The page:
was successfully added to your cart.

The truth, the whole truth, and nothing but the truth

Truth banner

What is the whole truth? Do we ever see it, or just a ‘best guess’?

Every day we make judgements on the information available to us: some are as simple as, “it’s raining, I need to take a jacket”, some are more challenging, such as when carrying out a grievance investigation. We each see our “version” as the truth, but I believe that our versions are merely a slice of the whole picture.

This video of The Guardian’s Advert in 1986 – ‘Points of View’ shows this nicely.

When we are looking at a piece of information, a statement from a party or a news article, do we stop and think about what else is going on around this information, and when do we accept information as a true fact?

Truths – facts, opinions, views and half-truths

As a mediator, I find that parties tend to form opinions and judgements and then believe these to be facts, and working with parties to get to the bottom of these views can be fraught. So how do we get behind views and opinions, to the fact of the matter?

  • “Fact”: a thing that is known or proved to be true
  • “True”: in accordance with fact or reality, accurate or exact
  • “Opinion”: a view or judgement formed about something, not necessarily based on fact or knowledge
  • “View”: a particular way of considering or regarding something; an attitude or opinion

Getting yourself in the right place to be fair, neutral, and robust

We have to be self-aware and have emotional intelligence when working with others, whether we are holding a difficult conversation, a mediation or investigation interview. Awareness of how we might discriminate, or work from unconscious bias is key in order to acknowledge our own prejudices and know how those prejudices may affect our emotional responses. We need to ensure that we do not react instinctively.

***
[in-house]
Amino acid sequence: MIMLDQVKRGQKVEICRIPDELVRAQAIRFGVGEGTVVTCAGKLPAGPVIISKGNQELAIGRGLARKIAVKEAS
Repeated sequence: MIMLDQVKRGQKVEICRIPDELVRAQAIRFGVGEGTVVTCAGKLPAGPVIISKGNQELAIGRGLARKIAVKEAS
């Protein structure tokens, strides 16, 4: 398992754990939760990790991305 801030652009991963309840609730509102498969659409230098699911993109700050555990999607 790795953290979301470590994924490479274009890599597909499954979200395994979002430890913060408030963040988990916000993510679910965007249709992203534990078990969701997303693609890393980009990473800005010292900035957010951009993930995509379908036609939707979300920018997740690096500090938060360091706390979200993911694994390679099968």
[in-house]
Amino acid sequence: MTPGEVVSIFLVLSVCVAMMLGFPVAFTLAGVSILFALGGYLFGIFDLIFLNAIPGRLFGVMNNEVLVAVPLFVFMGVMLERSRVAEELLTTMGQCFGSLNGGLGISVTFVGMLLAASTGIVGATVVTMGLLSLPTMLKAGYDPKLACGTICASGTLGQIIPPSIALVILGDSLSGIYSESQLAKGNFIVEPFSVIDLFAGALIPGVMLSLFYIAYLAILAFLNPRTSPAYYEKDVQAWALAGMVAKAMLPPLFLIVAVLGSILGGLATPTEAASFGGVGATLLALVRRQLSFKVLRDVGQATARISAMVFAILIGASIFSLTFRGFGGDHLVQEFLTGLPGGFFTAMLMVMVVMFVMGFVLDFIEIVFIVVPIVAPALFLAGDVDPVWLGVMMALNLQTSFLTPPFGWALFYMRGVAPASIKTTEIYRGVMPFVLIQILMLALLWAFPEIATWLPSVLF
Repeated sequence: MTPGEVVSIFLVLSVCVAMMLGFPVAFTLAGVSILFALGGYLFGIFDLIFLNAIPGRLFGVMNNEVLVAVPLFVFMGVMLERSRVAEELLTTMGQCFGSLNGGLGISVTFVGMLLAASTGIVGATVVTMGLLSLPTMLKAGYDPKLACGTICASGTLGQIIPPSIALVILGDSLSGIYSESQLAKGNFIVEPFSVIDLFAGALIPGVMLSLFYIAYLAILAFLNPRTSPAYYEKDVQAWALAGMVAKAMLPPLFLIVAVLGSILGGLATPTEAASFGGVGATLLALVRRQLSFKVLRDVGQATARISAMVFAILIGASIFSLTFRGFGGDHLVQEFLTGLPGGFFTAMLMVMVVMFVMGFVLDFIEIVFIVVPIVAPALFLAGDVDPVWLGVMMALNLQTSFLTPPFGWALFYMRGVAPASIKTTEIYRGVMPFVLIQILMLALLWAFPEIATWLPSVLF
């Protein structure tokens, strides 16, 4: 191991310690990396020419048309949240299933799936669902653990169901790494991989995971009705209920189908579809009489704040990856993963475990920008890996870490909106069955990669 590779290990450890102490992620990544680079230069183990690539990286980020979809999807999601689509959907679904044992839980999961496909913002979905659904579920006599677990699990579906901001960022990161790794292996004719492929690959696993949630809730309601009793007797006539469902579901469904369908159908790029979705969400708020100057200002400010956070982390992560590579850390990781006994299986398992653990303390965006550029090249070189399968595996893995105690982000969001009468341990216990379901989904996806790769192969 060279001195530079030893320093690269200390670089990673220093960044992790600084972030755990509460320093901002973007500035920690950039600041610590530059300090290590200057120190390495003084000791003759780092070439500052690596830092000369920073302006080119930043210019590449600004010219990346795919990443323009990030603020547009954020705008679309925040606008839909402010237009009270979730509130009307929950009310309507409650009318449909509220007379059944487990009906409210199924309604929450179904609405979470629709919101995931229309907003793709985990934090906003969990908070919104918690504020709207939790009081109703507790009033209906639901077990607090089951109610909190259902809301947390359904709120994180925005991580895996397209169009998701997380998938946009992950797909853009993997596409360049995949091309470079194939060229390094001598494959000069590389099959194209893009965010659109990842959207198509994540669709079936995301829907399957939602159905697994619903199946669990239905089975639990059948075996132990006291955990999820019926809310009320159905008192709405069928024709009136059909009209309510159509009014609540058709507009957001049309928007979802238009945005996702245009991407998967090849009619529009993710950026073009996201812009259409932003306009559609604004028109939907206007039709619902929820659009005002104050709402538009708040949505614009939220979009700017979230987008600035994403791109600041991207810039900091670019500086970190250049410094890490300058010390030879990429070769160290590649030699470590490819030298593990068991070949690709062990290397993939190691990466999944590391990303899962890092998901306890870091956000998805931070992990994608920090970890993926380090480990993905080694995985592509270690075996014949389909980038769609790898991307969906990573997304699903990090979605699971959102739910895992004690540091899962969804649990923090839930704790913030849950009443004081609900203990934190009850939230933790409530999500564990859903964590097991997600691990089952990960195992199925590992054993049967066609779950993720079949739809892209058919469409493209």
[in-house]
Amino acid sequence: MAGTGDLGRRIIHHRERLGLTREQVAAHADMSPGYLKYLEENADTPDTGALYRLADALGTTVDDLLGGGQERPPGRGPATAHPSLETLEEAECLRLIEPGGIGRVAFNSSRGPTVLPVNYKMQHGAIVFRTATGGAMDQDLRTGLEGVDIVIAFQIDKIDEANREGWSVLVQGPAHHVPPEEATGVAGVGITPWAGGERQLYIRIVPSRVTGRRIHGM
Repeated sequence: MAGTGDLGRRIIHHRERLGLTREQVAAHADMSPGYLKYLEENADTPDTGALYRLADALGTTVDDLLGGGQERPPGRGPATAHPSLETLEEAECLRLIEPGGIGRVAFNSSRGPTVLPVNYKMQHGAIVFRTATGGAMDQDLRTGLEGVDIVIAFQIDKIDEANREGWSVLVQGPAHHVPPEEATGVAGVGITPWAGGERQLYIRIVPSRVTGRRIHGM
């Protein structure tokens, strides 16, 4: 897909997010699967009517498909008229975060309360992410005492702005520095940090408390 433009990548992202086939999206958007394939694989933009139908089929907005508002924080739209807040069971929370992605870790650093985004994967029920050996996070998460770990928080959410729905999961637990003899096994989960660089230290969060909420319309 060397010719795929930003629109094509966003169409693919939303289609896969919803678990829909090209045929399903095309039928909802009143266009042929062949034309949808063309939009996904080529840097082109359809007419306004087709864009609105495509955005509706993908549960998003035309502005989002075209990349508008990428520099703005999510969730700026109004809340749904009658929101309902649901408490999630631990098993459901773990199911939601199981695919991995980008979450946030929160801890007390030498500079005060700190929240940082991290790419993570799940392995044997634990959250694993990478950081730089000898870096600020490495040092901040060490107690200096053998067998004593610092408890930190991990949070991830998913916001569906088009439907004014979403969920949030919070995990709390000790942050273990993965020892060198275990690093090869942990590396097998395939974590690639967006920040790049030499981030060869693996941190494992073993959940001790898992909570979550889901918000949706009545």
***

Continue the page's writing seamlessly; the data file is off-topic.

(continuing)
And when it comes to challenging the validity of information, we need to be clear of our intentions, and if needed, make those intentions known to the parties, rather than using “impartiality” as a cover for avoiding the challenge.

Engaging parties builds rapport and increases valid facts

Using “soft” skills to engage parties is a well-known way of rapidly building rapport and confidence in the process.  Once a party can confide in you, they will naturally be more open and more likely to tell you the truth, rather than using half-truths to protect or defend themselves.

  • “Active and reflective Listening”: to draw people out, avoid pre-judging and build rapport
  • “Clean Sheet listening”: treating every situation as though you know nothing
  • “Accurate and appropriate questioning and summaries”: make sure you understand the situation how the party sees it

Assessing evidence of “facts” and “truths”

If it is appropriate for your role, is then up to us to analyse and link the information gathered about the situation and create a fuller picture using our own “good judgement” (Click for our good judgement article).

Don’t judge a book by its cover

So, in summary, don’t judge at a glance – take time to assess different information from different sources to accurately judge a situation or statement to be truthful, whilst upholding your own integrity and neutrality.